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  • What Apple and Other Router Makers Can Learn From Hotels

    August 22nd, 2006

    How many times have you checked available Wi-Fi connections on a note-book, Mac or PC, and found several that weren’t password protected? Now I understand a commercial hot spot, such as T-Mobile, where you can’t actually do anything online without having an active account or ordering up a pass for an hour or a day. But what about individuals and businesses that don’t seem to recognize that anyone can connect to their network?

    Of course that doesn’t necessarily mean that an outsider can actually login to their computers, but it does mean that strangers suddenly have access to their Internet connection. Aside from reduced bandwidth, it does create the potential for someone, somewhere, to be able to connect to their systems too, if their password aren’t strong enough.

    Having worked with a number of routers over the years, it’s clear to me that the makers of these products aren’t being proactive enough on matters of setup and security. Quite often all you get is a tiny brochure that’s supposed to guide you through the installation, and the rest of the instructions are placed on a CD, in electronic form.

    But is that the best way to guide you to a secure wireless setup? The solution is in front of these companies, if only they’d look.

    Shortly after the Steinberg clan arrived in San Francisco for a brief vacation earlier this month, I entered the hotel room and, while my wife and son were busy unpacking their stuff, I hooked up my 17-inch MacBook Pro to a router to check my email. Before I could get online officially, however, I had to open my browser, and accept the terms and conditions of the hotel’s ISP. Once I clicked Accept, the browser quickly switched to my regular home page.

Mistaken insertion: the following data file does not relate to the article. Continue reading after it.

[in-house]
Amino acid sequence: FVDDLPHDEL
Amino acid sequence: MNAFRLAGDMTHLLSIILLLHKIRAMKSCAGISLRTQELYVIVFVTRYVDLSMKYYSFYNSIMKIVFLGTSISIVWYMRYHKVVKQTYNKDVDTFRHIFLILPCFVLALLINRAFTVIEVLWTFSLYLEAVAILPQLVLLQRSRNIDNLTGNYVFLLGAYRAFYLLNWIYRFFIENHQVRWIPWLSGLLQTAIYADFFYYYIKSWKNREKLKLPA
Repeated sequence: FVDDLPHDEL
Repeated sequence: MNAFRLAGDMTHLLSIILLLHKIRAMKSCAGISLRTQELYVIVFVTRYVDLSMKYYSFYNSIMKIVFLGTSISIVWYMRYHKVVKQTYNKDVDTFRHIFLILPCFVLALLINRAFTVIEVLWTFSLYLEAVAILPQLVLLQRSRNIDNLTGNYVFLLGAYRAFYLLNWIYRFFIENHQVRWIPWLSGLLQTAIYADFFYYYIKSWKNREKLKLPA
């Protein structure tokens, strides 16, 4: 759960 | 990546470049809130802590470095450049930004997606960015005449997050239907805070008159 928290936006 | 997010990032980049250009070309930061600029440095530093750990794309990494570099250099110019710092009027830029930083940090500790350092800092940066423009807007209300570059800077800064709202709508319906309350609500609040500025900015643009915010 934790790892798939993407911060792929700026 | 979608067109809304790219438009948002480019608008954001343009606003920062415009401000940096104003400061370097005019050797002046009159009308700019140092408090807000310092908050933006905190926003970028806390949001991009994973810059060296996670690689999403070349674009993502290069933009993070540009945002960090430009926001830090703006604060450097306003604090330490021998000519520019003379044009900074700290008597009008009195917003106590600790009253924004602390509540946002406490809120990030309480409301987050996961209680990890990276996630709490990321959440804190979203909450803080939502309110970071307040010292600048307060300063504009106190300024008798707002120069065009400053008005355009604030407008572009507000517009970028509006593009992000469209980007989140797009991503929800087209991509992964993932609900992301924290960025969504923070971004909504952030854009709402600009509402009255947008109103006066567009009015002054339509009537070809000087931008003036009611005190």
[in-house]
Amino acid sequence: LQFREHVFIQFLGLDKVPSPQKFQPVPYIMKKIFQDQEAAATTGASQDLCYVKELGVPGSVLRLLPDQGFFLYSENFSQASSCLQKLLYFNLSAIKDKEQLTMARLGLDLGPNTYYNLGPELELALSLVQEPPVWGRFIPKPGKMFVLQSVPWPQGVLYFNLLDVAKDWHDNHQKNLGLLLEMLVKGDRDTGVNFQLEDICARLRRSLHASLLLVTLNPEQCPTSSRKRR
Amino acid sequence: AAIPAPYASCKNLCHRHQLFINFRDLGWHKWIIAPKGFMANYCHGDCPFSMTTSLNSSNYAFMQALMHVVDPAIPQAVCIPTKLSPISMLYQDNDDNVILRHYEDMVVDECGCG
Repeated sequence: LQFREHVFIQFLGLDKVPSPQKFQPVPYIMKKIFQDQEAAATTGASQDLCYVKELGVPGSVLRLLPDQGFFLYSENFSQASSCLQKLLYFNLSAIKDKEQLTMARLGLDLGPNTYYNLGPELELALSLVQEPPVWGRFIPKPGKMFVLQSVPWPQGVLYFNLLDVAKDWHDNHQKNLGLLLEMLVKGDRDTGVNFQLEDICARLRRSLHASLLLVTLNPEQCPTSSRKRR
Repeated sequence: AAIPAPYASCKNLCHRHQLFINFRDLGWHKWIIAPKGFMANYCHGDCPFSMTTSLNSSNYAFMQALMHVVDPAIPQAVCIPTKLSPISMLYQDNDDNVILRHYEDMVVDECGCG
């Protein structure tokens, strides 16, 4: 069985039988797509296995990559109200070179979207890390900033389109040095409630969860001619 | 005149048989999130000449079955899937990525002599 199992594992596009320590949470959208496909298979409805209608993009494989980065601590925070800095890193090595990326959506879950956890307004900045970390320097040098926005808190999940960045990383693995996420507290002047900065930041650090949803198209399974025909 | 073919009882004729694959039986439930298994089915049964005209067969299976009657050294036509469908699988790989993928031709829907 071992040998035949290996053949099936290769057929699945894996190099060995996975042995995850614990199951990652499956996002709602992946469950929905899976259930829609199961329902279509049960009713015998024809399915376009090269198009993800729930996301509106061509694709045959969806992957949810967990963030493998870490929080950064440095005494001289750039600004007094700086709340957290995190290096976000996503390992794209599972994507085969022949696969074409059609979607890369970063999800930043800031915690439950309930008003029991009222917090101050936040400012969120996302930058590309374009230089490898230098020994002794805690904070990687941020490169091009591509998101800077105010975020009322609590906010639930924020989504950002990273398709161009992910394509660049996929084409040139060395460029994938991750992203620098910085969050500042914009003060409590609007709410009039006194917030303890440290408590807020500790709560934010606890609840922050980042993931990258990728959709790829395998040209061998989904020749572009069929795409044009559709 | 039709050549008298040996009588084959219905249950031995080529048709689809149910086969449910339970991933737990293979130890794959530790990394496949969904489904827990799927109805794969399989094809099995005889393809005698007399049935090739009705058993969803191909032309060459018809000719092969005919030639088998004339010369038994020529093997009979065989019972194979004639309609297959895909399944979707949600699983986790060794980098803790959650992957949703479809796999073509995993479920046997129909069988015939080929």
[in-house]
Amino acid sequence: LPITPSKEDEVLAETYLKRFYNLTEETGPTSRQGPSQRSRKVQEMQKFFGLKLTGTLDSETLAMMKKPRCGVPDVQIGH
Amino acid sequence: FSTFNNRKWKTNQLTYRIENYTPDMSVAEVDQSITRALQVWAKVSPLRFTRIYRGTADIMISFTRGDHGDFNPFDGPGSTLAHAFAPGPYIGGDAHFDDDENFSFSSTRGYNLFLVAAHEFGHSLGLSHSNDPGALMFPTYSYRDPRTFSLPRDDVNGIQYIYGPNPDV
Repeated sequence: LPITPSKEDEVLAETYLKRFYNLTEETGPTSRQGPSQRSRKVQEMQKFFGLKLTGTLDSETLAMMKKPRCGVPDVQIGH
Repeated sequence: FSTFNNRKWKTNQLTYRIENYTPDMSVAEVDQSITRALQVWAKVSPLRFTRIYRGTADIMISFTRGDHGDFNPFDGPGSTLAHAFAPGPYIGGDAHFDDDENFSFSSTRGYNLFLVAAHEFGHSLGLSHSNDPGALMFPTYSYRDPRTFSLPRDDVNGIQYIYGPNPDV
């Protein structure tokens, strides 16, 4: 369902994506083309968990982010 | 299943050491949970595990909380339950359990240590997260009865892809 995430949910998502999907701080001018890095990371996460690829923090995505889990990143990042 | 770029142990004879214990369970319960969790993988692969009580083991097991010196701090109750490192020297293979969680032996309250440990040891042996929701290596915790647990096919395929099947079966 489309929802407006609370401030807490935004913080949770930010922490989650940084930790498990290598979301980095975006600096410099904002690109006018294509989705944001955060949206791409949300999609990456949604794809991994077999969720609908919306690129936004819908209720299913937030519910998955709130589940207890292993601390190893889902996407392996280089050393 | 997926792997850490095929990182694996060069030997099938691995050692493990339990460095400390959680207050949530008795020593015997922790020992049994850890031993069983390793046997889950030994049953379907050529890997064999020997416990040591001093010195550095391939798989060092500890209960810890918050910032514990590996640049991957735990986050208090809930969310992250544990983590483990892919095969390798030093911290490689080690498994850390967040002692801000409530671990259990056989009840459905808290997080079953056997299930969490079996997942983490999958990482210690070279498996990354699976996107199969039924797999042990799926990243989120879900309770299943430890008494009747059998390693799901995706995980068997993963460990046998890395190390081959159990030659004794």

In recent weeks, I’ve set up wireless routers for my son at the apartment he now shares with two fellow students, and also for several clients. To activate wireless security in each case, I had to call up the router’s Setup Assistant or Web-based interface and navigate through menus that would absolutely confound the average user.

    Why isn’t this security setting activated by default?

    Wouldn’t it make sense for these routers to set up their products in a fashion similar to the hotel’s Internet hookup? The first time you get online after hooking up one of these devices, you see a the first of several clearly-labeled information screens asking you to choose a password for wireless production that’s activated by default. There would even be few chosen paragraphs on how to pick a strong password, one not easily guessed by an Internet vandal.

    Once you clicked Next, you’d be guided through one or two more setup scenarios, such as naming your network something other than “default” or “Linksys,” and present other security options, such as restricting the hookup only to the hardware or MAC addresses of the computers you want to use.

    None of this is hard to implement. All it would take is putting up a Web-based screen explaining the settings you need to make the first time the product is used. It could all be done in plain English, free of jargon, so even a novice computer user would understand the need for security and what to do to get it.

    Yes, the power user would still be able to configure other, less-used settings, in the normal fashion. I’m not suggesting router makers reduce the sophistication of their devices. On the other hand, consumer electronics outlets often complain that routers are the products most often returned by customers because they can’t get them to work properly.

    Does it mean routers are failing more than other gear? No, it usually means that users aren’t given the right setup guidance to set them up properly. Apple does an almost-adequate job with its AirPort Setup Assistant. The rest of the companies, whose products are often better buys simply because of much lower prices, apparently have existed in the Windows world too long. They pile on the features, but don’t consider how best to make them accessible for regular people.

    Maybe the companies who make these devices should consider what happens the next time they stay at a hotel during a business trip, and attempt to get online.

    Readers, if you know of any router makers who do simplify the setup process and allow you to set the maximum amount of wireless security by default, let me know. I’d be delighted to check out their products and maybe even recommend them.



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